Declare Scalar Variable

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Comments: 2 Comments
Published on: June 22, 2010

Lately I have been going through a bunch of maintenance style scripts and fixing them.  Along with fixing them, I have also been updating them to work more efficiently and to work in SQL 2008.  Most have been corrected / updated.  The most recent script I have been looking at is supposed to backup databases and delete old database backups from the fileshare based on parameters passed to the stored procedures from a table.  The backups are working as expected, the deletion of files is not working so well.

This will be just a short entry on some of the frustration involved with getting this script to work properly.  That frustration revolves around the title of the post.

In the Beginning…

The procedure that runs the backups is a modularized script.  The basic workings depend on bit operations / math.  Thus I can store multiple options for the backup job within a single field.  Some of these options are for compression, verify, and to delete the backup files.  Performing the bit math on the values stored in this particular field, I knew that my settings were correct and that various operations were supposed to be happening.  The logic inside the parent procedure was also correct to call the delete module.  Thus I figured the problem had to be inside that module.  So it is in the delete module that we will pick up.

Inside this delete module we have various operations to determine OS version, then loops to get file details, and to move this information from one temp table to another, and then ultimately a delete statement.  The delete statement is run iteratively for each file that matches certain criteria (most notably that the file is older than the retention specified).  Each action is then logged to a Log table.  Here is a snapshot of what the script does to find the file information.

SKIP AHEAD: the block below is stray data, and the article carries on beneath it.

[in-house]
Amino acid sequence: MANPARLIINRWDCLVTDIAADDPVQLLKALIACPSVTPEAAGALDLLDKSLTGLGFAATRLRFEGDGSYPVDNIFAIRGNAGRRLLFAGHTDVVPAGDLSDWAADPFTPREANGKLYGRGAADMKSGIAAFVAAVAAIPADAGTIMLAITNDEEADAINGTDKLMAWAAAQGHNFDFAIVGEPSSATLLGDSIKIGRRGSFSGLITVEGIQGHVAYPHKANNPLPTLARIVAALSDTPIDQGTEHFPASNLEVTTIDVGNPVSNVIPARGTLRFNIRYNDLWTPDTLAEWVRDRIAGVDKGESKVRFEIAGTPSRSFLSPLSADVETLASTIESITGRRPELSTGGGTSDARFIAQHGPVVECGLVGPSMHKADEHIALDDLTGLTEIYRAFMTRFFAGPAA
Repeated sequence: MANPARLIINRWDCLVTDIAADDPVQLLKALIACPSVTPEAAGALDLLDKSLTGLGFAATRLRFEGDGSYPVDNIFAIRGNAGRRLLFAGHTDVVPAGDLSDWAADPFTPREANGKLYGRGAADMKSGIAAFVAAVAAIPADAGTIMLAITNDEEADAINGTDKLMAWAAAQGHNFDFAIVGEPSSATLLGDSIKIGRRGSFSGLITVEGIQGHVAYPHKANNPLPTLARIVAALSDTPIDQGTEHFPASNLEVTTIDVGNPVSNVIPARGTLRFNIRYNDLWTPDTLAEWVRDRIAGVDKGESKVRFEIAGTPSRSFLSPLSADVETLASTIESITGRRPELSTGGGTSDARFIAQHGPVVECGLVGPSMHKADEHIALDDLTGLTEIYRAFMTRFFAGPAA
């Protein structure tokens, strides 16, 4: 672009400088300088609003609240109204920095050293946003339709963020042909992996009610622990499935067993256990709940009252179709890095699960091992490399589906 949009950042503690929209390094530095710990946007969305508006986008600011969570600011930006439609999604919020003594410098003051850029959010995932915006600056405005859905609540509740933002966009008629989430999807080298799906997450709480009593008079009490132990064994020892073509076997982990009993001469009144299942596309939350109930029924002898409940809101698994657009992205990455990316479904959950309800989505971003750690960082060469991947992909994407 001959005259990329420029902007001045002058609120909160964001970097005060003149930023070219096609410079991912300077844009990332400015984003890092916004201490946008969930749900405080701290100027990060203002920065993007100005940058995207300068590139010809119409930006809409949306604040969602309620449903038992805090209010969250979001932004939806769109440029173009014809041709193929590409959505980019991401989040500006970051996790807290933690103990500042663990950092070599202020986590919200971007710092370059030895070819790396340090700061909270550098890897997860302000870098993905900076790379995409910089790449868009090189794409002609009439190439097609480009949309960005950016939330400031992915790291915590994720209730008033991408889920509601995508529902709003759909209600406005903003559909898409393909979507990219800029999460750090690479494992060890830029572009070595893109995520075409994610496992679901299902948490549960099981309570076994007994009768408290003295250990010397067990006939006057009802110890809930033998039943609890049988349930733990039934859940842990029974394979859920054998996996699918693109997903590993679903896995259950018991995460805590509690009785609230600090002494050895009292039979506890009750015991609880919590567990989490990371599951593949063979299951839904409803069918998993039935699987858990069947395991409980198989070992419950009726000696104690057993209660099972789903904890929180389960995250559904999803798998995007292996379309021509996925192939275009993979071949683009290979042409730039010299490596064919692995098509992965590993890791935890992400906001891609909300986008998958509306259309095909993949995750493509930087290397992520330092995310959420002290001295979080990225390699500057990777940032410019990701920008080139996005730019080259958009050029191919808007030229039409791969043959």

[codesyntax lang="tsql"]

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I didn’t much like this as it was originally written but copied it to a new query window so that I could debug it outside of the proc.  When I copied it, I ended up with something like the following:

[codesyntax lang="tsql"]

[/codesyntax]

What the Heck¿

I tried running that snippet of code and failed miserably.  Why?  I started receiving an error message and was stumped.  The error was that I must declare scalar variable @SourceDirFOR.  But I have that variable declared.  The size is an appropriate size, I can add a print statement and see that the variable is getting a value assigned to it.  So the problem must be inside the variable and the usage of the FOR Loop there.  In that case, I will just change it up and simplify this process a bit.  So let’s try the following in lieu of the SourceDirFor stuff.

[codesyntax lang="tsql"]

[/codesyntax]

Alright, I am still getting this error message.  Some research and frustration later, I will have checked the collation settings and checked to see what others have done.  None of it seemed to be matching.  What is going on?  (Mind you this was being done while tired and needing a break.)  Finally I came across something in a forum (By Jeff Moden) that was similar to what I was doing so I checked the code provided there (up to the point of running the xp_dirtree) and ensuring case similarity (though collation was checked and case insensitive collation is being used).  Running that code yielded the exact results that I wanted.  What was the difference?  I compared the xp_dirtree command to mine, the table creation to mine, and the variable declaration to mine.  It was all the same – still getting different results.  This, btw, was being done on the same server in different connections.  The SQL Server version is 2008 sp1, and the OS is 2008 R2.  Finally, I yielded to verifying line by line the differences.  Here is the difference:

[codesyntax lang="tsql"]

[/codesyntax]

Conclusion

Do you see it?  One little “go” statement was the cause of all of my scalar variable problems.  I don’t know how I ended up with a go statement in my script in that spot, but I overlooked it several times.  That is a really simple fix.  I’m fine with the result though – the script works better now and I prefer the shorter xp_dirtree method.  The moral is that you should batch your statements, but you need to be careful where you place the “;” or “go” statements.

2 Comments - Leave a comment
  1. [...] This post was mentioned on Twitter by Dukagjin Maloku, Jason Brimhall. Jason Brimhall said: New post: Declare Scalar Variable (http://bit.ly/93yGTr) [...]

  2. Piotr Rodak says:

    Yes, I was there several times.
    Apart from the careful ‘go’ and ‘;’ placement, I would also emphasize clean formatting of the code. :)

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